how obligated are you by obligation?

On August 15, Catholics celebrate the Solemnity of the Assumption, commemorating our belief that Mary was assumed into heaven body and soul. A friend of mine was grumbling that it was a holy day of obligation in the USA. Her grumbling was not about the feast itself, but about the obligatory aspect. At a time when many of us are frustrated with doctrine-spouting and rules-waving leaders, being told when and how to pray can leave us feeling less than spiritual.

The Code of Canon Law states the following (Canon 1246)

  1. Sunday is the day on which the paschal mystery is celebrated in light of the apostolic tradition and is to be observed as the foremost holy day of obligation in the universal Church. Also to be observed are the day of the Nativity of Our Lord Jesus Christ, the Epiphany, the Ascension and the Most Holy Body and Blood of Christ, Holy Mary Mother of God and her Immaculate Conception and Assumption, Saint Joseph, the Apostles Saints Peter and Paul, and finally, All Saints.
  2. However, the conference of bishops can abolish certain holy days of obligation or transfer them to a Sunday with prior approval of the Apostolic See.

Here is an online calendar showing the present Holy Days of Obligation in the USA, Canada, England and Wales, Australia and Ireland. We Canadians are the most lax, with only two obligatory days outside of Sunday; Christmas and January 1st, the Solemnity of Mary, Mother of God. Of course, sometimes these fall on a Sunday rendering the extra obligation moot.

I struggled with the issue of Sunday obligations for many years. As children, we were taught that missing Mass on a Sunday was a mortal sin. If we did, we could not receive Communion until we went to Confession. This was a heavy burden on a wee soul. I could not understand how my missing Mass put me on the same boat to hell as a murderer. The teaching haunted me. It took many years before I could miss Mass without horrible scruples and guilt. (Google ‘missing mass and mortal sin’ and you’ll see that the question still exists for many.)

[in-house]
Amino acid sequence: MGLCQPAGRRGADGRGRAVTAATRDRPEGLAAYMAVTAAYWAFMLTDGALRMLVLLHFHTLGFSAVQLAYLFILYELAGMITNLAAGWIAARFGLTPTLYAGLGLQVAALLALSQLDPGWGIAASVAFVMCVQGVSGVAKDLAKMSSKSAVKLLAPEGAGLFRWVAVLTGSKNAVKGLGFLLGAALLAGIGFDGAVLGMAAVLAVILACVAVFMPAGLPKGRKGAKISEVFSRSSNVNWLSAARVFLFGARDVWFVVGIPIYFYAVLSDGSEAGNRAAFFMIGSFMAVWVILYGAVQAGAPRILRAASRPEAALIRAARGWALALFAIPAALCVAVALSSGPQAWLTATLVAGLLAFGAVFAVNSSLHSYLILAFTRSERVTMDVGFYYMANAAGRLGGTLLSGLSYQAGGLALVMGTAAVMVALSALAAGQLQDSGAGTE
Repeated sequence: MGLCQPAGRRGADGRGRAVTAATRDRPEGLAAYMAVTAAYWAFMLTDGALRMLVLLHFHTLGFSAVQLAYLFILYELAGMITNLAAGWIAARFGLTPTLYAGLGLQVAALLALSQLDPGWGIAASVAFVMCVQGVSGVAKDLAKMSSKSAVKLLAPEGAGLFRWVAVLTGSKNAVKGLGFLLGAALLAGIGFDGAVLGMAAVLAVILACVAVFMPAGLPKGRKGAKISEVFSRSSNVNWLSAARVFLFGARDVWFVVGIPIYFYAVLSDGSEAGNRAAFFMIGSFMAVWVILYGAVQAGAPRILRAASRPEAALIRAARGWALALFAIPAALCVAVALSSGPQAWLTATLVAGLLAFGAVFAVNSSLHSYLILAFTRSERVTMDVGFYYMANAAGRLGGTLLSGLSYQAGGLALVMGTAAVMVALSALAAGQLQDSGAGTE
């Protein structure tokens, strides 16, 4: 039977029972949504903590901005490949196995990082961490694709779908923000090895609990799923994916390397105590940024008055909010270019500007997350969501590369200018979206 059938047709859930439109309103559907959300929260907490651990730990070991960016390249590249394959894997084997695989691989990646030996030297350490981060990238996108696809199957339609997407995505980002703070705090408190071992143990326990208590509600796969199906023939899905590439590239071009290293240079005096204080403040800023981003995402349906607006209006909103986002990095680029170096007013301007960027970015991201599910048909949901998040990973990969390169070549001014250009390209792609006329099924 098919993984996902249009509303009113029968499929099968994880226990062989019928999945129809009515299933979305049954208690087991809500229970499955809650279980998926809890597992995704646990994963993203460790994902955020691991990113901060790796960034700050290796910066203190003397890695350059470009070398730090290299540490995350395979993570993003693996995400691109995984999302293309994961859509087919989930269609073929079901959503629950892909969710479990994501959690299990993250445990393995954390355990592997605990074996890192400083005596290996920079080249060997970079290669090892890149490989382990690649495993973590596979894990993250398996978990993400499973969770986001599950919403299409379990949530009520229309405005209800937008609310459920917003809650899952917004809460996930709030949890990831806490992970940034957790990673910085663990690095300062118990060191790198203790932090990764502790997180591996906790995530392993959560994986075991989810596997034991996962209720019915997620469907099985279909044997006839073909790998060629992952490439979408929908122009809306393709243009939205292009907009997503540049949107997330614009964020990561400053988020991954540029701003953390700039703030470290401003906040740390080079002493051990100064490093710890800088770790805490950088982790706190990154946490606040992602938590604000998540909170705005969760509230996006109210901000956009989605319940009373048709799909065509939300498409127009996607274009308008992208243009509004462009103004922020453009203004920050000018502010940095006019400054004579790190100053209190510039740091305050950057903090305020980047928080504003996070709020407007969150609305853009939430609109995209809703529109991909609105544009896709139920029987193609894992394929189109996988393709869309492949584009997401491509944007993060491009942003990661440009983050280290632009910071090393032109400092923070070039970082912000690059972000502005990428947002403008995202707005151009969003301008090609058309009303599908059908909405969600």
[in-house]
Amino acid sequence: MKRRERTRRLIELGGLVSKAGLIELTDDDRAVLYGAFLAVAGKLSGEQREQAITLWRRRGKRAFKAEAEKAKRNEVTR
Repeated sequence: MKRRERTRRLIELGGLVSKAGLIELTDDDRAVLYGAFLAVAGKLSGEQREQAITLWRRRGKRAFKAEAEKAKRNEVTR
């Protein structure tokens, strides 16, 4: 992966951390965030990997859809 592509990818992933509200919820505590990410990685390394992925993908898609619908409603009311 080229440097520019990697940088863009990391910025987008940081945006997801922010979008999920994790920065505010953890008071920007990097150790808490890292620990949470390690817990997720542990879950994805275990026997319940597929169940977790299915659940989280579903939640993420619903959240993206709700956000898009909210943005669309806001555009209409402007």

Today, like my friend, I resent the power and authority that often lies behind the word obligation. I cringe at the homilist who identifies the faithful Catholic as merely one who warms up the pew on a Sunday. I dread attending Mass in a parish where I know I will leave feeling depressed and angry rather than spiritually uplifted. Sometimes, when I’m in a bad head-space, it’s better for me to stay home, praying a lectio divina with the readings. On those days, I trust that God understands.

Perhaps going to church has become more of an obligation because we have lost the deeper meaning of Sundays and Feast Days. We no longer live in a culture where the spirit of the Sabbath is honoured; where work is laid aside for holy leisure time with God and family. We squeeze church time into our busy weekend. Feast Days are no longer communal celebrations, a much needed holy-day from labour. Gone are the actual feasts and festive traditions. Dragging ourselves into a half-empty church and sitting through a listless liturgy to fulfill our guilty consciences is not the same as filling the streets with processions and revelry.

How can we go beyond obligation, and return to a spirit of communal worship and celebration?

(Day of obligation or not, Stephen Harper, the Prime Minister of Canada, sent out this warm greeting to all Christians celebrating the Assumption.)